• AR is opening up new methods to teach young children a variety of subjects they might not be interested in learning or, in some cases, help those who have trouble in class catching up with their peers. The University of Helsinki’s AR program helps struggling kids learn science by enabling them to virtually interact with the molecule movement in gases, gravity, sound waves, and airplane wind physics.   AR creates new types of learning possibilities by transporting “old knowledge” into a new format.
  • Projection-based AR is emerging as a new way to case virtual elements in the real world without the use of bulky headgear or glasses. That is why AR is becoming a very popular alternative for use in the office or during meetings. Startups such as Lampix and Lightform are working on projection-based augmented reality for use in the boardroom, retail displays, hospitality rooms, digital signage, and other applications.
  • In Germany, a company called FleetBoard is in the development phase for application software that tracks logistics for truck drivers to help with the long series of pre-departure checks before setting off cross-country or for local deliveries. The Fleet Board Vehicle Lense app uses a smartphone and software to provide live image recognition to identify the truck’s number plate.  The relevant information is super-imposed in AR, thus speeding up the pre-departure process.
  • Last winter, Delft University of Technology in the Netherlands started working with first responders in using AR as a tool in crime scene investigation. The handheld AR system allows on-scene investigators and remote forensic teams to minimize the potential for site contamination.  This could be extremely helpful in finding traces of DNA, preserving evidence, and getting medical help from an outside source.
  • Sandia National Laboratories is working with AR as a tool to improve security training for users who are protecting vulnerable areas such as nuclear weapons or nuclear materials. The physical security training helps guide users through real-world examples such as theft or sabotage in order to be better prepared when an event takes place.  The training can be accomplished remotely and cheaply using standalone AR headsets.
  • In Finland, the VTT Technical Research Center recently developed an AR tool for the European Space Agency (ESA) for astronauts to perform real-time equipment monitoring in space. AR prepares astronauts with in-depth practice by coordinating the activities with experts in a mixed-reality situation.
  • The U.S. Daqri International uses computer vision for industrial AR to enable data visualization while working on machinery or in a warehouse. These glasses and headsets from Daqri display project data, tasks that need to be completed and potential problems with machinery or even where an object needs to be placed or repaired.

CONCLUSIONS:

Augmented Reality merges real-world objects with virtual elements generated by sensory input devices to provide great advantages to the user.  No longer is gaming and entertainment the sole objective of its use.  This brings to life a “new normal” for professionals seeking more and better technology to provide solutions to real-world problems.

V2V TECHNOLOGY

September 9, 2017


You probably know this by now if you read my postings—my wife and I love to go to the movies.  I said GO TO THE MOVIES, not download movies but GO.  If you go to a matinée, and if you are senior, you get a reduced rate.  We do that. Normally a movie beginning at 4:00 P.M. will get you out by 6:00 or 6:30 P.M. Just in time for dinner. Coming from the Carmike Cinema on South Terrace, I looked left and slowly moved over to the inside lane—just in time to hit car in my “blind side”.  Low impact “touching” but never the less an accident anyway.  All cars, I’m told, have blind sides and ours certainly does.  Side mirrors do NOT cover all areas to the left and right of any vehicle.   Maybe there is a looming solution to that dilemma.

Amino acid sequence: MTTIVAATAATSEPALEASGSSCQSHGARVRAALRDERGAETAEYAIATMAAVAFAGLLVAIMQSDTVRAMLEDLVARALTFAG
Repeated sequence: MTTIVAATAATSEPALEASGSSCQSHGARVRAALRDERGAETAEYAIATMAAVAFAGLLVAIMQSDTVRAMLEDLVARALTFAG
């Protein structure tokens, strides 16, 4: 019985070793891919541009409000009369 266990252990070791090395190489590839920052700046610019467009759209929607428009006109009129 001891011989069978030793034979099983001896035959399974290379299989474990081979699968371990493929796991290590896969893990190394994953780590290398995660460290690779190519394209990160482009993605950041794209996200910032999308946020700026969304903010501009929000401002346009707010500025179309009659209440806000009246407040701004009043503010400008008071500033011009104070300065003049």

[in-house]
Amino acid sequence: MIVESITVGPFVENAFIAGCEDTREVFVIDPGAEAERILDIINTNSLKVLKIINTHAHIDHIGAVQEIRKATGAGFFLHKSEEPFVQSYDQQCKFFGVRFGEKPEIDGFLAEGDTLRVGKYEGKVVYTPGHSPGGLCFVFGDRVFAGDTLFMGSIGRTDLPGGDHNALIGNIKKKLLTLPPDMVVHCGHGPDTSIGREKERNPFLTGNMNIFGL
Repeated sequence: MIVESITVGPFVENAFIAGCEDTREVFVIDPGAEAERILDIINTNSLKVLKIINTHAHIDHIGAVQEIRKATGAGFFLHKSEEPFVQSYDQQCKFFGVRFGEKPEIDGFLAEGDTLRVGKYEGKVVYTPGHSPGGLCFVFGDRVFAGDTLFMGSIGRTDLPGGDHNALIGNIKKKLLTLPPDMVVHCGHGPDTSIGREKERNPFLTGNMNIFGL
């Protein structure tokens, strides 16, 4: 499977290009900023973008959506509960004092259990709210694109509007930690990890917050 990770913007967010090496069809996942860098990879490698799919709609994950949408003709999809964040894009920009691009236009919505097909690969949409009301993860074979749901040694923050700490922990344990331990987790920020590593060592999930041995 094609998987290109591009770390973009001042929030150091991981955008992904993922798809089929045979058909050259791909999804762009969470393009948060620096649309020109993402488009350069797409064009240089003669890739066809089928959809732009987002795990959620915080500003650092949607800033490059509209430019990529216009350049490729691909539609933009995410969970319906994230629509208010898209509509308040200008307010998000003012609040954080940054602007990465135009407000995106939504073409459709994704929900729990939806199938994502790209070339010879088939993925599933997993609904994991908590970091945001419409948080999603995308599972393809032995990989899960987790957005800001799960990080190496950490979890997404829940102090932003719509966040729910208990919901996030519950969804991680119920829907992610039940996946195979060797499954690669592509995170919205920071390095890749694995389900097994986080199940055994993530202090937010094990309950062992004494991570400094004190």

V2V:

The global automotive industry seems poised and on the brink of a “Brave New World” in which connectivity and sensor technologies come together to create systems that can eliminate life-threatening collisions and enable automobiles that drive themselves.  Knows as Cooperative Intelligent Transportation Systems, vehicle-to-vehicle or V2V technologies open the door for automobiles to share information and interact with each other, as well as emerging smart infrastructure. These systems, obviously, make transportation safer but offer the promise of reducing traffic congestion.

Smart features of V2V promise to enhance drive awareness via traffic alerts, providing notifications on congestion, obstacles, lane changing, traffic merging and railway crossing alerts.  Additional applications include:

  • Blind spot warnings
  • Forward collision warnings
  • Sudden brake-ahead warnings
  • Approaching emergency vehicle warnings
  • Rollover warnings
  • Travel condition data to improve maintenance services.

Already The Department of Transportation “Vehicle-to-Vehicle Communications: Readiness of V2V Technology for Application”, DOT HS 812 014, details the technology as follows:

“The purpose of this research report is to assess the readiness for application of vehicle-to-vehicle (V2V) communications, a system designed to transmit basic safety information between vehicles to facilitate warnings to drivers concerning impending crashes. The United States Department of Transportation and NHTSA have been conducting research on this technology for more than a decade. This report explores technical, legal, and policy issues relevant to V2V, analyzing the research conducted thus far, the technological solutions available for addressing the safety problems identified by the agency, the policy implications of those technological solutions, legal authority and legal issues such as liability and privacy. Using this report and other available information, decision-makers will determine how to proceed with additional activities involving vehicle-to-vehicle (V2V), vehicle-to-infrastructure (V2I), and vehicle-to-pedestrian (V2P) technologies.”